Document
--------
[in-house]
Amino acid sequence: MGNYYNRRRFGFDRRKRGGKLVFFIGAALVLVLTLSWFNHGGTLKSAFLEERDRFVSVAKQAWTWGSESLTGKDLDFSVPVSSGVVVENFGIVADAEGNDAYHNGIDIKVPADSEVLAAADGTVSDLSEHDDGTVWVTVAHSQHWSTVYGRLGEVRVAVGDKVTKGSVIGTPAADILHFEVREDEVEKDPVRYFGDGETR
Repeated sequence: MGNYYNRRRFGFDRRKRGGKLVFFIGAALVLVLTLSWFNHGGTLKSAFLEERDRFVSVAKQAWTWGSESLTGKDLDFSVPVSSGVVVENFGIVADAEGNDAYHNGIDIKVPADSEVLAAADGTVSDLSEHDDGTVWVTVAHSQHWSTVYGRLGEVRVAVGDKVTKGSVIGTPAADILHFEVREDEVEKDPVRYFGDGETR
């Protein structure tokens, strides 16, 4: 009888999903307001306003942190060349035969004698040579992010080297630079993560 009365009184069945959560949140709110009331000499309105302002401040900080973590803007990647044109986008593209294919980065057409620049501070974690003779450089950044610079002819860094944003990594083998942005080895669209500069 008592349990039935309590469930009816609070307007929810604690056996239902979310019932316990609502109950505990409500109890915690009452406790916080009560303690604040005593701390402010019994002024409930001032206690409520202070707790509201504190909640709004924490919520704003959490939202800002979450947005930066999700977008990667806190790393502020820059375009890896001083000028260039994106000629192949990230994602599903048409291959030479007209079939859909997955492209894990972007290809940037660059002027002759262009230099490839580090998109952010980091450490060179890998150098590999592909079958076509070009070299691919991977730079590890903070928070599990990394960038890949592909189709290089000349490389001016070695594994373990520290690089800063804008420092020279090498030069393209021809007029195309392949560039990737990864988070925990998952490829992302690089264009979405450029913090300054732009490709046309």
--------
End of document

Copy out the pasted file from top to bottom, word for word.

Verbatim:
[in-house]
Amino acid sequence: MGNYYNRRRFGFDRRKRGGKLVFFIGAALVLVLTLSWFNHGGTLKSAFLEERDRFVSVAKQAWTWGSESLTGKDLDFSVPVSSGVVVENFGIVADAEGNDAYHNGIDIKVPADSEVLAAADGTVSDLSEHDDGTVWVTVAHSQHWSTVYGRLGEVRVAVGDKVTKGSVIGTPAADILHFEVREDEVEKDPVRYFGDGETR
Repeated sequence: MGNYYNRRRFGFDRRKRGGKLVFFIGAALVLVLTLSWFNHGGTLKSAFLEERDRFVSVAKQAWTWGSESLTGKDLDFSVPVSSGVVVENFGIVADAEGNDAYHNGIDIKVPADSEVLAAADGTVSDLSEHDDGTVWVTVAHSQHWSTVYGRLGEVRVAVGDKVTKGSVIGTPAADILHFEVREDEVEKDPVRYFGDGETR
């Protein structure tokens, strides 16, 4: 009888999903307001306003942190060349035969004698040579992010080297630079993560 009365009184069945959560949140709110009331000499309105302002401040900080973590803007990647044109986008593209294919980065057409620049501070974690003779450089950044610079002819860094944003990594083998942005080895669209500069 008592349990039935309590469930009816609070307007929810604690056996239902979310019932316990609502109950505990409500109890915690009452406790916080009560303690604040005593701390402010019994002024409930001032206690409520202070707790509201504190909640709004924490919520704003959490939202800002979450947005930066999700977008990667806190790393502020820059375009890896001083000028260039994106000629192949990230994602599903048409291959030479007209079939859909997955492209894990972007290809940037660059002027002759262009230099490839580090998109952010980091450490060179890998150098590999592909079958076509070009070299691919991977730079590890903070928070599990990394960038890949592909189709290089000349490389001016070695594994373990520290690089800063804008420092020279090498030069393209021809007029195309392949560039990737990864988070925990998952490829992302690089264009979405450029913090300054732009490709046309």